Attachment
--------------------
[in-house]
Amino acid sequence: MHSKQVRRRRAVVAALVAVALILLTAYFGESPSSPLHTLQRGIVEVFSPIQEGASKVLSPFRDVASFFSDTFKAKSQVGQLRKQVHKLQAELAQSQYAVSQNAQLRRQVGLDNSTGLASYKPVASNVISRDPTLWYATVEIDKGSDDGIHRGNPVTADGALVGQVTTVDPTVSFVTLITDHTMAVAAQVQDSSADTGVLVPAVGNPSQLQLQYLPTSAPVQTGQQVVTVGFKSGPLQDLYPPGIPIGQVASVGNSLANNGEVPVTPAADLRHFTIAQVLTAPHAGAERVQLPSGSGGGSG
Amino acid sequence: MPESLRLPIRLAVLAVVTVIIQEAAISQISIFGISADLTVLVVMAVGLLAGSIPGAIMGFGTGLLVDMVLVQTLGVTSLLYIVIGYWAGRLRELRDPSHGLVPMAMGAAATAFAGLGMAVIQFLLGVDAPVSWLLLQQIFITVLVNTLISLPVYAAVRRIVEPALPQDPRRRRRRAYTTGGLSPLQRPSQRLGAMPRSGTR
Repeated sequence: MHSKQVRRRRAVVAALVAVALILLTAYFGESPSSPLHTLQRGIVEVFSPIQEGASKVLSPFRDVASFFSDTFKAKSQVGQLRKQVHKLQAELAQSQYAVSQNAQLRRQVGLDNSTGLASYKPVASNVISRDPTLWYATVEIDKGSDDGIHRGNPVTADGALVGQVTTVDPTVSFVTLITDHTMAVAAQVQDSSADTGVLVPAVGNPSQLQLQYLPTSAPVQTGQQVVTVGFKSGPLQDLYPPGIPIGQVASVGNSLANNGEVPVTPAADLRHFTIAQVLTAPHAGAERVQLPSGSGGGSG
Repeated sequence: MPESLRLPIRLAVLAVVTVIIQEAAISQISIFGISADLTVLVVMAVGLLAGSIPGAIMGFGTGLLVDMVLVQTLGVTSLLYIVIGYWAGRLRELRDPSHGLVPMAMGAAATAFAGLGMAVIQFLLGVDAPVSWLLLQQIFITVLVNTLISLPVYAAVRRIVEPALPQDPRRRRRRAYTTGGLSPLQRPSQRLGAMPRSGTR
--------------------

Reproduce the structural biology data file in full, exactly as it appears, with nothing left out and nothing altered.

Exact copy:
[in-house]
Amino acid sequence: MHSKQVRRRRAVVAALVAVALILLTAYFGESPSSPLHTLQRGIVEVFSPIQEGASKVLSPFRDVASFFSDTFKAKSQVGQLRKQVHKLQAELAQSQYAVSQNAQLRRQVGLDNSTGLASYKPVASNVISRDPTLWYATVEIDKGSDDGIHRGNPVTADGALVGQVTTVDPTVSFVTLITDHTMAVAAQVQDSSADTGVLVPAVGNPSQLQLQYLPTSAPVQTGQQVVTVGFKSGPLQDLYPPGIPIGQVASVGNSLANNGEVPVTPAADLRHFTIAQVLTAPHAGAERVQLPSGSGGGSG
Amino acid sequence: MPESLRLPIRLAVLAVVTVIIQEAAISQISIFGISADLTVLVVMAVGLLAGSIPGAIMGFGTGLLVDMVLVQTLGVTSLLYIVIGYWAGRLRELRDPSHGLVPMAMGAAATAFAGLGMAVIQFLLGVDAPVSWLLLQQIFITVLVNTLISLPVYAAVRRIVEPALPQDPRRRRRRAYTTGGLSPLQRPSQRLGAMPRSGTR
Repeated sequence: MHSKQVRRRRAVVAALVAVALILLTAYFGESPSSPLHTLQRGIVEVFSPIQEGASKVLSPFRDVASFFSDTFKAKSQVGQLRKQVHKLQAELAQSQYAVSQNAQLRRQVGLDNSTGLASYKPVASNVISRDPTLWYATVEIDKGSDDGIHRGNPVTADGALVGQVTTVDPTVSFVTLITDHTMAVAAQVQDSSADTGVLVPAVGNPSQLQLQYLPTSAPVQTGQQVVTVGFKSGPLQDLYPPGIPIGQVASVGNSLANNGEVPVTPAADLRHFTIAQVLTAPHAGAERVQLPSGSGGGSG
Repeated sequence: MPESLRLPIRLAVLAVVTVIIQEAAISQISIFGISADLTVLVVMAVGLLAGSIPGAIMGFGTGLLVDMVLVQTLGVTSLLYIVIGYWAGRLRELRDPSHGLVPMAMGAAATAFAGLGMAVIQFLLGVDAPVSWLLLQQIFITVLVNTLISLPVYAAVRRIVEPALPQDPRRRRRRAYTTGGLSPLQRPSQRLGAMPRSGTR